Today Human Rights Watch (HRW) reports on the arbitrary detention of black-skinned people in Tripoli.
HRW is one of the members of the “Responsibility to Protect coalition” and has been slow to condemn the racist atrocities of the Libyan rebellion and has little to say about the bombing of civilians by NATO in places like Zlitan.
HRW is not to be confused with Human Rights Investigations (HRI) which opposes the NATO bombing, supporting the African Union position on Libya and has worked to expose the racial element to the conflict
The HRW article contains evidence of black Libyans and sub-Saharan guest workers being abused in Tripoli, which have already been widely reported, as well as hopes for an “embryonic legal system” in Tripoli.
VIDEO SHOWS DEAD BODIES:
HRW witnessed black men being taken into the Bab al-Bahr football club – but weren’t allowed by the commander to see what was happening inside. The commander claimed the detainees were all “foreign fighters” but their families were outside complaining and the four they were allowed to interview who were apparently being released were elderly Libyans.
HRW also found black people – a mixture of black Libyans and sub-Saharan Africans – detained in other places around Tripoli including the Maftuah prison in the Fernaj neighborhood, (300 detainees on September 1 including wounded). In this prison HRW described the conditions for Libyan detainees as acceptable, but
“the sub-Saharan Africans were in overcrowded cells with a putrid stench; one cell had 26 people and six mattresses and the African men complained of inadequate water, poor sanitation and not being allowed to make phone calls to ask family members to bring their documents.”
At a school in the Intisar neighborhood, 76 detainees incuding 3 women were found on September 1. About half of the detainees appeared to be sub-Saharan Africans, the remaineder being Libyans accused of having fought for Gaddafi. HRW saw the prisoners being prepared for transfer to the Mitiga air base.
One of the detainees, a 25 year old from Mali, was arrested at his house and complained that:
At about 10 p.m. a big group of Libyans came with the owner of the building. They tied us up, took all of our passports and possessions, and beat us. They brought us to a big mosque in the neighborhood, and then they went to other African houses and arrested them. In the end, they had more than 200 Africans in there. Then they put us on vehicles and took us around town shouting “Allahu Akhbar!” [“God is great”] and saying we were mercenaries they had captured.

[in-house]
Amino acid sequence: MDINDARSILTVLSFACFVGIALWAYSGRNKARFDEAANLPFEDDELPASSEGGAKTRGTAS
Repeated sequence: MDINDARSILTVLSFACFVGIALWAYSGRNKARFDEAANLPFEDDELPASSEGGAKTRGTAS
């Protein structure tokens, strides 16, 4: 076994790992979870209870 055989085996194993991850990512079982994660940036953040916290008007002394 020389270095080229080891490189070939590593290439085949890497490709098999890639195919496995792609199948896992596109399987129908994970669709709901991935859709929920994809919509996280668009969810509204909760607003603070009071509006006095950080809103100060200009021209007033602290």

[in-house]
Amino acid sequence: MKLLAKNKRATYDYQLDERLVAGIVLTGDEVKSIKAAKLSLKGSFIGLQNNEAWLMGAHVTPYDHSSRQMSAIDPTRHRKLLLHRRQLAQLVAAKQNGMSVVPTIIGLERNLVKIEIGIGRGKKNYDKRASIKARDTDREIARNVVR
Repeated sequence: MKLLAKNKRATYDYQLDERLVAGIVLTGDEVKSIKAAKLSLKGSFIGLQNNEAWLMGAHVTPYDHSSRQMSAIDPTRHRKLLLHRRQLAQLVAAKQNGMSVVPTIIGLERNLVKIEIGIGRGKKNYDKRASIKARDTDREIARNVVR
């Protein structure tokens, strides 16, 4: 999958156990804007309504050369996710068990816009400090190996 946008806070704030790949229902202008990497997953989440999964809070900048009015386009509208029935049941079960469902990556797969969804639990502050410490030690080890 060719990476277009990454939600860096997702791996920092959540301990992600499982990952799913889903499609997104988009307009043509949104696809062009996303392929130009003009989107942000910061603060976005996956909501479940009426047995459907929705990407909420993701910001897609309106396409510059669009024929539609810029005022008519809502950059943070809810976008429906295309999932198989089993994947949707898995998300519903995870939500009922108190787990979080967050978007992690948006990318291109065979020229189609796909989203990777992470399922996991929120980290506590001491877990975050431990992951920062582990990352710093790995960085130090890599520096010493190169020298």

HRW also visited Nigerian families at Girgarish, and one of the men, a carpenter, complained:
“I’m from Abu Salim, but our lives are not safe there because they say we’re mercenaries, they regard all black men as mercenaries.”
The HRW article contains new incendiary allegations of the use of “African mercenaries” (similar to the earlier allegations which Amnesty researchers found to be largely unfounded and which led to so many deaths).
According to the Article 47 of the Protocol Additional to the Geneva Conventions of 12 August 1949, and relating to the Protection of Victims of International Armed Conflicts (Protocol I), 8 June 1977 the definition of a mercenary is as follows:
2. A mercenary is any person who:
a) is specially recruited locally or abroad in order to fight in an armed conflict;
b) does, in fact, take a direct part in the hostilities;
c) is motivated to take part in the hostilities essentially by the desire for private gain and, in fact, is promised, by or on behalf of a Party to the conflict, material compensation substantially in excess of that promised or paid to combatants of similar ranks and functions in the armed forces of that Party;
d) is neither a national of a Party to the conflict nor a resident of territory controlled by a Party to the conflict;
e) is not a member of the armed forces of a Party to the conflict; and
f) has not been sent by a State which is not a Party to the conflict on official duty as a member of its armed forces.
To be clear – all the above have to apply for someone to be considered a mercenary. Others apply even more stringent conditions and the security guards employed by the Americans in Iraq, Gurkhas employed by the British etc are not described as mercenaries.
All human rights organisations should focus on protecting black people in Tripoli, rather than their own institutional interests. We agree with Sarah Leah Whitson, Middle East and North Africa director at Human Rights Watch who states:
“It’s a dangerous time to be dark-skinned in Tripoli,
“The NTC should stop arresting African migrants and black Libyans unless it has concrete evidence of criminal activity. It should also take immediate steps to protect them from violence and abuse.”